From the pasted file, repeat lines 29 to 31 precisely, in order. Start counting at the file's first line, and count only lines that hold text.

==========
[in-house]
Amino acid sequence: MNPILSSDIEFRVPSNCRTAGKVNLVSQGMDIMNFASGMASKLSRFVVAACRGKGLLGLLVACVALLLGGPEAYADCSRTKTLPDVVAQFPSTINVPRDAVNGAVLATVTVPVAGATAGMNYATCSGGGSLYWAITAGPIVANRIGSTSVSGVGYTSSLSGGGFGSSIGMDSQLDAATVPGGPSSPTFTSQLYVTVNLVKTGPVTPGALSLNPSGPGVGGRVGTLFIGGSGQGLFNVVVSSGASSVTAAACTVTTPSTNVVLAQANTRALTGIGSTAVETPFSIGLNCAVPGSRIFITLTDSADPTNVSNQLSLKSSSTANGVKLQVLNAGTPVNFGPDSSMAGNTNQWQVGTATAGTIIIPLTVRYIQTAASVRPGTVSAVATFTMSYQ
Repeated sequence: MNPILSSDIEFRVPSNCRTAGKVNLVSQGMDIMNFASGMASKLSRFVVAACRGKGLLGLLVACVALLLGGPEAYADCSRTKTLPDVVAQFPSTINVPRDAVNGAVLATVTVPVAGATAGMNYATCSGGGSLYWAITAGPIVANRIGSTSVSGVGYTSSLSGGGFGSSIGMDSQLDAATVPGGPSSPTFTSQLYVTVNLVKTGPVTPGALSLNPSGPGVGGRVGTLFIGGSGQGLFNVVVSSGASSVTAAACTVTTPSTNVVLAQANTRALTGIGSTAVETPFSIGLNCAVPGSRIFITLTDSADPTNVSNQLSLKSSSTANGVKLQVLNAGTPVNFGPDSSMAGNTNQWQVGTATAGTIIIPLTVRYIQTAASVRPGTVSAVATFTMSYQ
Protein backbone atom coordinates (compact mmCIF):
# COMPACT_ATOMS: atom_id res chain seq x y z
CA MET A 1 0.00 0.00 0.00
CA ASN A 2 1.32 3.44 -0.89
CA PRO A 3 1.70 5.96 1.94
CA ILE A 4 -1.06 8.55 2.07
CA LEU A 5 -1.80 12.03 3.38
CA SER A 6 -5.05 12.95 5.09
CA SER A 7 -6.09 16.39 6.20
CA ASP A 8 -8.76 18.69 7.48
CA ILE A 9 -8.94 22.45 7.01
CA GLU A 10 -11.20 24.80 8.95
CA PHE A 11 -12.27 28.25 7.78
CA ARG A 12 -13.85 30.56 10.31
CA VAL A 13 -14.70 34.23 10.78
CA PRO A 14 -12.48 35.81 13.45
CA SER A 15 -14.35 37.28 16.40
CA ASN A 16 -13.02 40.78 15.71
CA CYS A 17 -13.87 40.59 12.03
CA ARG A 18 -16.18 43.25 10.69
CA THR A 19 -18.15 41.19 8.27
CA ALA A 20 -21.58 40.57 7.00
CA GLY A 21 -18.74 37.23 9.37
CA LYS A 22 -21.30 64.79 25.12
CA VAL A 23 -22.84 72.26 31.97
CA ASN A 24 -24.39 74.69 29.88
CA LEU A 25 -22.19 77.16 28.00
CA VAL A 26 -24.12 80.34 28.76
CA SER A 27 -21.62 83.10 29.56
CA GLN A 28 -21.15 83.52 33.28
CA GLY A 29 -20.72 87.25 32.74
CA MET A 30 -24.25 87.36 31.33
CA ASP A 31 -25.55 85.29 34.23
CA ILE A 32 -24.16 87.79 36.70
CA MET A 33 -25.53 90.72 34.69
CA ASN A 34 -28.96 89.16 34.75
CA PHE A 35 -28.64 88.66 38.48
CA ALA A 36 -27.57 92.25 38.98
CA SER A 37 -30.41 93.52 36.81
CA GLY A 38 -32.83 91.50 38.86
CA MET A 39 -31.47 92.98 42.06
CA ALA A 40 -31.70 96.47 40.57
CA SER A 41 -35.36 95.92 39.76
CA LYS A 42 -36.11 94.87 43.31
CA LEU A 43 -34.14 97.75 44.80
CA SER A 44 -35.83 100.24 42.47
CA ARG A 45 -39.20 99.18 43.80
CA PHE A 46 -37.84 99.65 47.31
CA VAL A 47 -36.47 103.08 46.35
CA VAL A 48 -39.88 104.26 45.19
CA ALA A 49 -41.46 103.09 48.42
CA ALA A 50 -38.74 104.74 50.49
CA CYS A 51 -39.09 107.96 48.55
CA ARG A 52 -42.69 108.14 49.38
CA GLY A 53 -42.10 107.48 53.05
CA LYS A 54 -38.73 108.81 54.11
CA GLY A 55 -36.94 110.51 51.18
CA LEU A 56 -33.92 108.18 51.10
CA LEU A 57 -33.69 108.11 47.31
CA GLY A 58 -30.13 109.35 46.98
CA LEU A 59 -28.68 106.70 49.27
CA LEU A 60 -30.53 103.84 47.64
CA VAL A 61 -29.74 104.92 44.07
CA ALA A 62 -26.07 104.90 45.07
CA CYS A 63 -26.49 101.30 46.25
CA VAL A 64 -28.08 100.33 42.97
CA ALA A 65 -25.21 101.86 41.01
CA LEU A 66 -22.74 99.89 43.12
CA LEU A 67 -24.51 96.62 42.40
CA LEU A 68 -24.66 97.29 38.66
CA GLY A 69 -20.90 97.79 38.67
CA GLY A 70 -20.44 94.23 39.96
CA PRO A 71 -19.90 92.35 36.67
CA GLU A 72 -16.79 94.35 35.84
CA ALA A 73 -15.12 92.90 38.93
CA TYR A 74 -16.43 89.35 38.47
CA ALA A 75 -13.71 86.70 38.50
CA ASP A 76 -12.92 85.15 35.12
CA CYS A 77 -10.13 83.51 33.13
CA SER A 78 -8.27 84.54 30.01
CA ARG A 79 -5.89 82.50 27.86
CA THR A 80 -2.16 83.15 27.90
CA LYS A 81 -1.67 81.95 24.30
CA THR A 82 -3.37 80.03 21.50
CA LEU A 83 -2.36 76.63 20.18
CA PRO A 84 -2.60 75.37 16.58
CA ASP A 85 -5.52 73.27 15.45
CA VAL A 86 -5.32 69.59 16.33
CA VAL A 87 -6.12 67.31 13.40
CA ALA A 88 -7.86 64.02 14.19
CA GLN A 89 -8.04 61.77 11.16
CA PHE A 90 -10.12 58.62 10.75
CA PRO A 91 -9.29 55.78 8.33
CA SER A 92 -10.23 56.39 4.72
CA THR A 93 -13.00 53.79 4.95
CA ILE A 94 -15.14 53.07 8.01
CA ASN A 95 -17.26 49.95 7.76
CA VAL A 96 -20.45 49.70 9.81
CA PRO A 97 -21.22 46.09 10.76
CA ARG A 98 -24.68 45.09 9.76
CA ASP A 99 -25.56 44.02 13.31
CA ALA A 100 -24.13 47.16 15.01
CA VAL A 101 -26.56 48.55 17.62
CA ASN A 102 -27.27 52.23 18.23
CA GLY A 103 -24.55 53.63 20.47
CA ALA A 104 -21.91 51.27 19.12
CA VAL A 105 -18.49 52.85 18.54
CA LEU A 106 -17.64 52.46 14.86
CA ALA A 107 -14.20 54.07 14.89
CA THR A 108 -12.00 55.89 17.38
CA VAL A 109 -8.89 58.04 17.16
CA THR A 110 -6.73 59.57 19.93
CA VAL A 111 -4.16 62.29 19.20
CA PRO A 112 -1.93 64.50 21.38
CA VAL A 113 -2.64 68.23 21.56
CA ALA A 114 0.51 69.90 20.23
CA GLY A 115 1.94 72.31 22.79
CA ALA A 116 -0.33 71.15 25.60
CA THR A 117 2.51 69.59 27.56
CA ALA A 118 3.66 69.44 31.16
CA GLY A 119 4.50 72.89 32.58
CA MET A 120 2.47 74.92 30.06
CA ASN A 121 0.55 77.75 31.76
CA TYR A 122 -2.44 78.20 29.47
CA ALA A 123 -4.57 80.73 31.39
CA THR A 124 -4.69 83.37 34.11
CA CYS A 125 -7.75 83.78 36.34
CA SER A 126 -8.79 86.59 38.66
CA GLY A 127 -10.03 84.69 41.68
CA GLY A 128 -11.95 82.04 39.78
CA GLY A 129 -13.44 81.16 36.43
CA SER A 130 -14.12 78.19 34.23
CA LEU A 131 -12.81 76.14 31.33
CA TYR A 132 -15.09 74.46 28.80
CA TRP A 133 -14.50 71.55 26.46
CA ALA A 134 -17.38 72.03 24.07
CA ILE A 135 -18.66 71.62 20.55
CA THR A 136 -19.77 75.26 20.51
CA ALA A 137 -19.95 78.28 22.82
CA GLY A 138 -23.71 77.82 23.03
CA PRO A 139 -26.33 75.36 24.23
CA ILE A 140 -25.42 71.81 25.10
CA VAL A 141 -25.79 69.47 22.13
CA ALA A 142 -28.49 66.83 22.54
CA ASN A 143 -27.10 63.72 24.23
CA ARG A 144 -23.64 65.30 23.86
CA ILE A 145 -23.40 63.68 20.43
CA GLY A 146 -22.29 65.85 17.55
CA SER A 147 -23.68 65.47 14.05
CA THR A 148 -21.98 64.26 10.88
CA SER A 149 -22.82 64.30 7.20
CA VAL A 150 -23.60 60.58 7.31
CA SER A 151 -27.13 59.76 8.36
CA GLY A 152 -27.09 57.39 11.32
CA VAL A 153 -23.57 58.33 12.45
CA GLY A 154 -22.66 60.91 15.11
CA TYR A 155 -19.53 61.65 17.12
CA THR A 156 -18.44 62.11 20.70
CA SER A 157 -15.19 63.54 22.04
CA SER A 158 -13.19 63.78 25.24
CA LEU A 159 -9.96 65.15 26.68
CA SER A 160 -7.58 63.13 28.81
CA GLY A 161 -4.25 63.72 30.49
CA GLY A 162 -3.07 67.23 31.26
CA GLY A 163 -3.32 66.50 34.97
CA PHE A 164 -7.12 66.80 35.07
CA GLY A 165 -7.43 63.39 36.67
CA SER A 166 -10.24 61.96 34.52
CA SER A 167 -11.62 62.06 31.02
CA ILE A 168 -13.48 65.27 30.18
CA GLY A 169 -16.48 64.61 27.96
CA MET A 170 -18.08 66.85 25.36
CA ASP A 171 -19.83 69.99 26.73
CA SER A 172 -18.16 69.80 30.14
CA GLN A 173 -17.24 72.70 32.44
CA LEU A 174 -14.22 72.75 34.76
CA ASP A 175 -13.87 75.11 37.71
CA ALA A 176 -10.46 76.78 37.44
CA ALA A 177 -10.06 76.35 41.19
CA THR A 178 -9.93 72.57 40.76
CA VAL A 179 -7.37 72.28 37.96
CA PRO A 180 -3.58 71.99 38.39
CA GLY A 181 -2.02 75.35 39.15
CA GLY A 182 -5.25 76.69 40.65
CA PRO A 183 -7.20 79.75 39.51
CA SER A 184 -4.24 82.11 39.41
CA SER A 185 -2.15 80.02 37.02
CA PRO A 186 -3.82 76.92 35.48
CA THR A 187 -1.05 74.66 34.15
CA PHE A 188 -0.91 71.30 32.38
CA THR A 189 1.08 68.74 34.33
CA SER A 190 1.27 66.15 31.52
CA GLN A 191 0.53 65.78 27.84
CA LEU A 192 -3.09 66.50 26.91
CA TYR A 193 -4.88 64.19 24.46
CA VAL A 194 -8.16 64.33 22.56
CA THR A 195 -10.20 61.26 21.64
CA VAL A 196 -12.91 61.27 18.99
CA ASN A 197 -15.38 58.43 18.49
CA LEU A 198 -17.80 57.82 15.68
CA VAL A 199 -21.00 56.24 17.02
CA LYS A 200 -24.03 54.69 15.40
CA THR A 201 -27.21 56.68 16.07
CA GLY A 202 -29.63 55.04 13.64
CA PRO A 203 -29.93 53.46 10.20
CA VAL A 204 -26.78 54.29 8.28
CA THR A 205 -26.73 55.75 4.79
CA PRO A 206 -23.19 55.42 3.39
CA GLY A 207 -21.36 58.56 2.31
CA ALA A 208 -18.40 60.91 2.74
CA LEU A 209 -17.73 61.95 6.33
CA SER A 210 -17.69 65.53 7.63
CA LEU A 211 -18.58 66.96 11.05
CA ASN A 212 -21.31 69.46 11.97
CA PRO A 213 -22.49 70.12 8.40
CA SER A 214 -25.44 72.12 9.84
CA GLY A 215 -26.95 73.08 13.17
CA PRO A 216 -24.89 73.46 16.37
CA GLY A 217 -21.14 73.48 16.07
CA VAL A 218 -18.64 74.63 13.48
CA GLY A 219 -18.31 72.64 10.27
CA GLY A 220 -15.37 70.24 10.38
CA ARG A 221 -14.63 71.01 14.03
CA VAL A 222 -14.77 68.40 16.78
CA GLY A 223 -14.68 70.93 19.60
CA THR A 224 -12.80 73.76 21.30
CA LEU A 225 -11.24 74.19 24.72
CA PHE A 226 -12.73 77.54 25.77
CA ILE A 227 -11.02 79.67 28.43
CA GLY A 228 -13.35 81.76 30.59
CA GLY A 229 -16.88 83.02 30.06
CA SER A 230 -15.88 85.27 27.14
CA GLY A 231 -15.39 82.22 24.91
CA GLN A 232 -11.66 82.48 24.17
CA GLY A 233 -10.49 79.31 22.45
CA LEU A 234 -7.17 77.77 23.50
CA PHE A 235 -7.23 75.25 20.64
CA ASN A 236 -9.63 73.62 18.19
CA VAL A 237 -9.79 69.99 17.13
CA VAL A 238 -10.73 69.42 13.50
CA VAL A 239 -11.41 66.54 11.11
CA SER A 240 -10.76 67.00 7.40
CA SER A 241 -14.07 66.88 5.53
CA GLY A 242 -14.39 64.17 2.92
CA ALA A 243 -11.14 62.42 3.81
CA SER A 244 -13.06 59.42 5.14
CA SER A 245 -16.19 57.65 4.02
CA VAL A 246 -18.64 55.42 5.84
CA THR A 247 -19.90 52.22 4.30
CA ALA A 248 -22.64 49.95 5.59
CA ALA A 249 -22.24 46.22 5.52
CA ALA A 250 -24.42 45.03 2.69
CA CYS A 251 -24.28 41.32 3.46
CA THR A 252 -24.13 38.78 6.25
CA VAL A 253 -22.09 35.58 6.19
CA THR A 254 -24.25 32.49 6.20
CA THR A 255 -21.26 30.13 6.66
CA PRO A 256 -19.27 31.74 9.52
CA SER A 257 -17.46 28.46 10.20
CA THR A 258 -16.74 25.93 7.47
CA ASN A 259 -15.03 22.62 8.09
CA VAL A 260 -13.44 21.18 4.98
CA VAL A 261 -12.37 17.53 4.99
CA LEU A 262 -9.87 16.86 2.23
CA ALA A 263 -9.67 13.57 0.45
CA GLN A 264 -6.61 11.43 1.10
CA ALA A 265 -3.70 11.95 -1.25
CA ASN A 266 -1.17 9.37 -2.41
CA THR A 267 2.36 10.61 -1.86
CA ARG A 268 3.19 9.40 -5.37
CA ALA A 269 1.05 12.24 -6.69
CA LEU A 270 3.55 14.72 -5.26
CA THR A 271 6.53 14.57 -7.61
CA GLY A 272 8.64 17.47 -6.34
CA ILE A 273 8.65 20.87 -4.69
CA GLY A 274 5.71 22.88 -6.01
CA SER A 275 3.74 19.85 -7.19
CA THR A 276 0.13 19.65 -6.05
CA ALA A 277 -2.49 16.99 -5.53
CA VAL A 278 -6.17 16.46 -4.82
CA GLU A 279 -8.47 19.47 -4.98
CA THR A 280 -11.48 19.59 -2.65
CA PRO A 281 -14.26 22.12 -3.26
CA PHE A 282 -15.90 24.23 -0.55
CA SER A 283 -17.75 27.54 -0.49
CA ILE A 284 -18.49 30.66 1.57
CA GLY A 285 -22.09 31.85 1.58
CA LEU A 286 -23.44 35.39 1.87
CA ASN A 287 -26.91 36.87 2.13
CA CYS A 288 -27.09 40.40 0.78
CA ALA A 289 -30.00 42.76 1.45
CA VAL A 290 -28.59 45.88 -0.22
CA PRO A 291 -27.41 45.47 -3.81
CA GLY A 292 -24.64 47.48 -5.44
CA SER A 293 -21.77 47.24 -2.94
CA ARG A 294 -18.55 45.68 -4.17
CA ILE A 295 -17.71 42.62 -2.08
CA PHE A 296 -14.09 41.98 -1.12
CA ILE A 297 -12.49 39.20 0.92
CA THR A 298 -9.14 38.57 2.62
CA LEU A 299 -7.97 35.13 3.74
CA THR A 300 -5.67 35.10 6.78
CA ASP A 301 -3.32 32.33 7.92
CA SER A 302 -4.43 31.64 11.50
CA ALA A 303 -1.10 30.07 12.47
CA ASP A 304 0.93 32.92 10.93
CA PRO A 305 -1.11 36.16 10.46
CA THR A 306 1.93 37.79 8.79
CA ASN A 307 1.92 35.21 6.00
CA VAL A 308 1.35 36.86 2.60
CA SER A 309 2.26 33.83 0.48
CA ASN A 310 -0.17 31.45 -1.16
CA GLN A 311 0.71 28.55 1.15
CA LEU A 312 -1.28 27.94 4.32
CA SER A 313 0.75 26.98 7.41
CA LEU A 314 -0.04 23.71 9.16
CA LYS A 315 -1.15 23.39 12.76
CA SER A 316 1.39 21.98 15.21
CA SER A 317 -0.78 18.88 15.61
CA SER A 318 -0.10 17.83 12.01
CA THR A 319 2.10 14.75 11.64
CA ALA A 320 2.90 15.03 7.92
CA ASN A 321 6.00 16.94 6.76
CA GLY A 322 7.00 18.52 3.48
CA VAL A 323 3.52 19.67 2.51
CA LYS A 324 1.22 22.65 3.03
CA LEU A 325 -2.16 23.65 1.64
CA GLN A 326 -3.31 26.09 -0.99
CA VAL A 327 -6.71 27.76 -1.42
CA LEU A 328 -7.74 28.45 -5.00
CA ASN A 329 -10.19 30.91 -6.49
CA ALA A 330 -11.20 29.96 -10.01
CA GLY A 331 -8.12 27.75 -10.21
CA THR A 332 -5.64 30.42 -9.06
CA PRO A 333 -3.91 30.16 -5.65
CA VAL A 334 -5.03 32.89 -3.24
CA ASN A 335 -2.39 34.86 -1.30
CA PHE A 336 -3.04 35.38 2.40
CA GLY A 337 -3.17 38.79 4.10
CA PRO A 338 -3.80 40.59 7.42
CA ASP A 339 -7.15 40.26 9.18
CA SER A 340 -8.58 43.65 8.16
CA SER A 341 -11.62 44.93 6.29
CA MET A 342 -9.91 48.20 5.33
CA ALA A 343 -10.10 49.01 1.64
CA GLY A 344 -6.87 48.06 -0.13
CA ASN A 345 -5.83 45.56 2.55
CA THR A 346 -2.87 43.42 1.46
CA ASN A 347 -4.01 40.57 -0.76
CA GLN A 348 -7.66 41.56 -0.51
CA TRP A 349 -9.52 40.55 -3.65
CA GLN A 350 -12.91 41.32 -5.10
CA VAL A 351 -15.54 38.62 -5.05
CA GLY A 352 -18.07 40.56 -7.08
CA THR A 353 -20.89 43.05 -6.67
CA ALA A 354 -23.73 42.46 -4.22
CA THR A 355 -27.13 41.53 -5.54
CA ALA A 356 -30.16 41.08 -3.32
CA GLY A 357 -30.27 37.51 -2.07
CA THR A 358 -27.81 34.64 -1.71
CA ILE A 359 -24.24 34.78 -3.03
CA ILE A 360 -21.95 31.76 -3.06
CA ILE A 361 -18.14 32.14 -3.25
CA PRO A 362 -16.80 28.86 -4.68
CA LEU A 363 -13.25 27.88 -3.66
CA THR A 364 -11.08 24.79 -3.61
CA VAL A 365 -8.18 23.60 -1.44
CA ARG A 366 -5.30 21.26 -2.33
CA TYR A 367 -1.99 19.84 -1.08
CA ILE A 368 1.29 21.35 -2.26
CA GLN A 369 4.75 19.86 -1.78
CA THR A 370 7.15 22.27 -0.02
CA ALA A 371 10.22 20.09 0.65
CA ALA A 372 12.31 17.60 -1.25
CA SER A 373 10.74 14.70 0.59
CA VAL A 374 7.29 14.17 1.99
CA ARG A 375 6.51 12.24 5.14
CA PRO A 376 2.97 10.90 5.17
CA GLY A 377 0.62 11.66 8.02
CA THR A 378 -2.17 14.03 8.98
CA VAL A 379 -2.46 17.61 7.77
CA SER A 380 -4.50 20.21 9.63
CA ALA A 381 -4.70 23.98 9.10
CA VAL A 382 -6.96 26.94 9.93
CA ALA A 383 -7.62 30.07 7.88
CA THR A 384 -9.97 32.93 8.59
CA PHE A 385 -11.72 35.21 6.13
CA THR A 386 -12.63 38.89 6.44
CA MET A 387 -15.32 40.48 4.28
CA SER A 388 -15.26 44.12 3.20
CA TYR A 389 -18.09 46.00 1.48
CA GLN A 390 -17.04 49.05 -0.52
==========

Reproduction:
CA ASN A 24 -24.39 74.69 29.88
CA LEU A 25 -22.19 77.16 28.00
CA VAL A 26 -24.12 80.34 28.76